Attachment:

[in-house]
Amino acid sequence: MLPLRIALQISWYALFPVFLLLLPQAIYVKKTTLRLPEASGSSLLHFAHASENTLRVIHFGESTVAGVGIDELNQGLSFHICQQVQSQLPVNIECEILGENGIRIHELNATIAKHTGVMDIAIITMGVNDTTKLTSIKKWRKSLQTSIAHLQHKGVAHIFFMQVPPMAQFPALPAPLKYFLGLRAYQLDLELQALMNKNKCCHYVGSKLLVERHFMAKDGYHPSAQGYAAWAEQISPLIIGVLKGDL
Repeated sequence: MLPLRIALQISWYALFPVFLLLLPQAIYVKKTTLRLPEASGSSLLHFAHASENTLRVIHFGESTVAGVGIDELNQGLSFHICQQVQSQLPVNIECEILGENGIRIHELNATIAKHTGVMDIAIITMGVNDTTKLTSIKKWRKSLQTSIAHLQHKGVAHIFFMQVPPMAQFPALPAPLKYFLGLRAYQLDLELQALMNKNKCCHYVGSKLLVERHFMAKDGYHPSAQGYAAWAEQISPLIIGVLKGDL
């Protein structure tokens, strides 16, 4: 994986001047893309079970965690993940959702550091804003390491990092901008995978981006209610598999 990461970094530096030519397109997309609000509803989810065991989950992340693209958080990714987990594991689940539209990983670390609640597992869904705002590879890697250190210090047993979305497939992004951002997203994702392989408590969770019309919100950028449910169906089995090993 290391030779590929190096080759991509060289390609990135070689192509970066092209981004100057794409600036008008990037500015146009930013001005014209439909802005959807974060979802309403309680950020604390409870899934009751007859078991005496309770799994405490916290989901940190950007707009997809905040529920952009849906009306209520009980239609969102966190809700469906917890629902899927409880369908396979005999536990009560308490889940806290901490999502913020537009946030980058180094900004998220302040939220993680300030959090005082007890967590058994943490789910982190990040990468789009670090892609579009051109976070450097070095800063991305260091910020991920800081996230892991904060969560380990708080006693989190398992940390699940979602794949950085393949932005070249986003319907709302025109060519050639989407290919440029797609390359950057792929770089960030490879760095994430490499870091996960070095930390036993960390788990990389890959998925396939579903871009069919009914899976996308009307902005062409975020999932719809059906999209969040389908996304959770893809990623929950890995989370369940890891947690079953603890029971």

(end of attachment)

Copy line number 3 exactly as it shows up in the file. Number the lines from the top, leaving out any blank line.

Repeated sequence: MLPLRIALQISWYALFPVFLLLLPQAIYVKKTTLRLPEASGSSLLHFAHASENTLRVIHFGESTVAGVGIDELNQGLSFHICQQVQSQLPVNIECEILGENGIRIHELNATIAKHTGVMDIAIITMGVNDTTKLTSIKKWRKSLQTSIAHLQHKGVAHIFFMQVPPMAQFPALPAPLKYFLGLRAYQLDLELQALMNKNKCCHYVGSKLLVERHFMAKDGYHPSAQGYAAWAEQISPLIIGVLKGDL